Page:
m the opposition Labour Party earlier this week, caused consternation at Westminster. They

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We can no longer act as bystanders. We are honour bound to

  We find it unconscionable that a Party once trusted on the economy, more than any other, is now recklessly marching the country to the cliff edge of no d

eal,” the group said. “No responsible government should knowingly and deliberately inflict the dire consequences of

such a destructive exit on individuals, communities and businesses and put at risk the prospect of ending austerity.”

  The MPs also rejected what they say May has presented as a “false binary choice” be

tween a “bad deal” and a “no deal,” slamming her strategy of “running down the clock” to Brexit.

  May said in a statement on Wednesday that she was “saddened” by the lawmakers’ decision to quit the party, but

was determined to deliver on Brexit, affirming that it was “the right thing for the country.”

  The Independent Group was formed on Monday when seven MPs, including Chuka Umunna, Chris Leslie and Luciana Berger, resi

gned from Labour. An eighth Labour MP, Joan Ryan, joined their ranks on Tuesday evening. The group said v

ariously that they had become ashamed of the Labour party and its shift to the hard-left, denouncing opposition le

ader Jeremy Corbyn’s handling of a wave of anti-Semitism and “betrayal” on Brexit.

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photo shared by MP John Lamont showed a smiling Berger

  snapping a selfie of the group as they took their seats in the House of

Commons. But non

e of the group asked a question of the Prime Minister, as she appeared before MPs for her weekly grill

ing, and the defections were barely addressed. The mood in the House of

Commons seemed more subdued than usual.

  The closest May came to acknowledging the issue was when she attacked Corbyn over anti-Semitism in

his party, cited as a reason for some of the defectors leaving his party.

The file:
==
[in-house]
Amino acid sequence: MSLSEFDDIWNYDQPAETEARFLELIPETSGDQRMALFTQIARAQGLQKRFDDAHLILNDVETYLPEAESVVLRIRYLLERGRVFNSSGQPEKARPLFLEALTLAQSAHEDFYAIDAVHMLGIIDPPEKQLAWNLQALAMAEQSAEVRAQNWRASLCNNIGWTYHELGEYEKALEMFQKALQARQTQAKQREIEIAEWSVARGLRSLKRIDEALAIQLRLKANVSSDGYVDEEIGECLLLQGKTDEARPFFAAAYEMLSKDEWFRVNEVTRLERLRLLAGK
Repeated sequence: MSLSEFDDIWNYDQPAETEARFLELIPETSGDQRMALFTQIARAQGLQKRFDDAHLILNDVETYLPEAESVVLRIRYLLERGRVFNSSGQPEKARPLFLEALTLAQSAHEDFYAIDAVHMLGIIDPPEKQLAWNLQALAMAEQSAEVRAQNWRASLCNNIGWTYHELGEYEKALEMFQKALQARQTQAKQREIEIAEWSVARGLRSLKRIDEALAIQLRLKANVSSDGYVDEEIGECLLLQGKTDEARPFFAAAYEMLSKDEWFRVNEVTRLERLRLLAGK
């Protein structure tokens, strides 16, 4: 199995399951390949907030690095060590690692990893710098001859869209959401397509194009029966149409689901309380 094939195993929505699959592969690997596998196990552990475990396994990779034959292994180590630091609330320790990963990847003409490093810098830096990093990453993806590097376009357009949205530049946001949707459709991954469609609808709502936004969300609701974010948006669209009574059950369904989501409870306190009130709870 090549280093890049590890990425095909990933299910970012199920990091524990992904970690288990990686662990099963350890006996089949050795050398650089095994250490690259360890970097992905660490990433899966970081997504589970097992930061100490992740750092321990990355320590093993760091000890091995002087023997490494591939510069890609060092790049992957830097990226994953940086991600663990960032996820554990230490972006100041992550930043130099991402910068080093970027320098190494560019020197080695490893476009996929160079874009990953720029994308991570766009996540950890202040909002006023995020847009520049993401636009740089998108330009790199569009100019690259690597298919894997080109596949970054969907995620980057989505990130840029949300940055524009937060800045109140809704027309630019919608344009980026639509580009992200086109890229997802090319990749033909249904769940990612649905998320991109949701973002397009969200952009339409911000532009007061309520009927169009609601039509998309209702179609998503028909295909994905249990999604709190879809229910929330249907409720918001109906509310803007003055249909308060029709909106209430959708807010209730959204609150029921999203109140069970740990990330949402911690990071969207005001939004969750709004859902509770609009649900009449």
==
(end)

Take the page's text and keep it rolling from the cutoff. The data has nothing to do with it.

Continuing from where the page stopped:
May said she never thought she would see the day when “a once proud

Labour party was accused of institutional Semiti

sm by a member of that party,” or,

equally, when Jewish people in the UK “were concerned about their future.”

  Responding to those accusations, Corbyn said that “anti-Semitism ha

s no place whatsoever in any of our political parties, in our lives, in our society,” be

fore laying into the Prime Minister for “pretending to negotiate” a Brexit deal with just 37 days to go.

  May, who will travel to Brussels later in the day, maintained that she was still working on alternative arrangements on the

Irish backstop — an insurance policy designed to avoid a hard border between

Northern Ireland and the Republic of Irel

and. She also reiterated her position that a no-deal exit from the EU could only be taken off the table by agreeing a deal.

  Speaking at a press conference later, Allen, Wollaston and Soubry said the Prim

e Minister had been bullied by hard-line Brexiteers onto the brink of a no-deal Brexit.

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Nigeria elections: Explosions heard hours before preside

  Multiple bomb blasts rocked the northern Nigerian city of Maiduguri just hours before presidential polls opened Saturday.

  The explosions happened at a camp for internally displaced refugees at around 5 a.m. local

time Saturday, Nigerian army spokesman Onyeama Nwachukwu told CNN. There were no reports of any deaths or injuries.

  ”There was an attack this morning at the camp by the militants, but the military h

as suppressed it at the moment,” Nwachukwu said, adding that the army was still assessing the situation.

  Journalist Simpa Samson told CNN the militants targeted the Teacher’s Village camp in Maiduguri, the capital of Nigeria’s

Borno state.”The military secured the place almost immediately and has stopped our cameraman from fil

ming, no one was hurt because the bombs landed outside the premises,” Samson told CNN.

  Security is often a concern in Maiduguri, a frequent target of terror group

Boko Haram. The city also has a large population of internally displaced refugees.

  The blasts came as Nigerians prepared to cast their ballots Saturday, a week after the country’s presidential and parliamentary elections were une

xpectedly postponed. It was the third consecutive vote to be delayed in Africa’s largest democracy.